Building capacity in supporters

Who is offering support when our mind and heart are someplace else?

With practice to develop mindfulness, we can learn to relate to others authentically and compassionately regardless of how we feel or think about them or the situation.

Regardless of the setting, a supporter’s ability to offer optimal care and support to individuals with Autism/DD can be broken down into several components:

  • WHAT is said: the meaning of the words.
  • HOW it is said: the tone, cadence, body language.
  • WHAT is done: the implementation of protocols and best practices.
  • HOW it is done: with respect, skill and timeliness.

However, everything that is said and done to support an individual is dependent on the last component: the person WHO is saying and doing. In order to provide optimal support this person must have mindful presence, unconditional respect, balanced emotional energy, conscious intentions and compassion. CCS is designed to build this capacity by building what we see as essential human competencies.

Although all existing six approved mandatory crisis intervention certification courses recommend that supporters “stay calm,” none offers a systematic skills’ development process like CCS to achieve mindful, emotional self-regulation.

The professional and personal insights gained from CCS help to develop authentic, caring and meaningful relationships. This is a course that moves people from theory to practical application in all areas of their lives.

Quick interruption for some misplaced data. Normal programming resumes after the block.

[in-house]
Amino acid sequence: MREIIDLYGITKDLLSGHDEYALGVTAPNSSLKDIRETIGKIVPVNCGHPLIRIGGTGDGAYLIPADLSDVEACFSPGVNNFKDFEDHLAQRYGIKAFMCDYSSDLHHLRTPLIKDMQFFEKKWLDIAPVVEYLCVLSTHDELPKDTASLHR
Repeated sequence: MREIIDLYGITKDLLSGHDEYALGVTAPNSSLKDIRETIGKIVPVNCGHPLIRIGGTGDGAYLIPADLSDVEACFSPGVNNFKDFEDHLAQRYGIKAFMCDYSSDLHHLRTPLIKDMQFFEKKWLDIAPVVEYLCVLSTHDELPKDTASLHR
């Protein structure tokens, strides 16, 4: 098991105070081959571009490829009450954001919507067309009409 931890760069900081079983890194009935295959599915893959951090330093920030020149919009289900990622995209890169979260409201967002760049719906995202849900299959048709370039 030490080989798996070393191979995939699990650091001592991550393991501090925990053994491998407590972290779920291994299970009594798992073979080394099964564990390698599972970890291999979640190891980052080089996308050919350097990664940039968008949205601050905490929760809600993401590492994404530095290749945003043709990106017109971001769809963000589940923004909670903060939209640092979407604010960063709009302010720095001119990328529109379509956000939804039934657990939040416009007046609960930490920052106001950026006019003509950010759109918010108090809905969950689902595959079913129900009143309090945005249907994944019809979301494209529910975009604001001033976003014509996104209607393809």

Chris Gefucia Director of Residential Services, Kitchener-Waterloo Habilitation

The five essential competencies

  • B-FIT Mindfulness: a specific, mindfulness practice designed to build capacity for consistent, calm response;
  • Discovering and disengaging from your roots of vulnerability: understanding your personal triggers so they can no longer hijack your emotions;
  • Evidence-based emotional energy balancing: calming and de-escalation procedures for self and the person supported;
  • Intentional and intuitive “non-doing” communications skills: using entrainment and intention to communicate calm and well-being;
  • Finding and sustaining meaning, purpose and heart: recognizing the true value and fulfillment available in the work you do.

The graphic below shows the balance between the needs of the individual with ASD and the personal development needs of the person supporting them, be that in a classroom, a home or a care facility.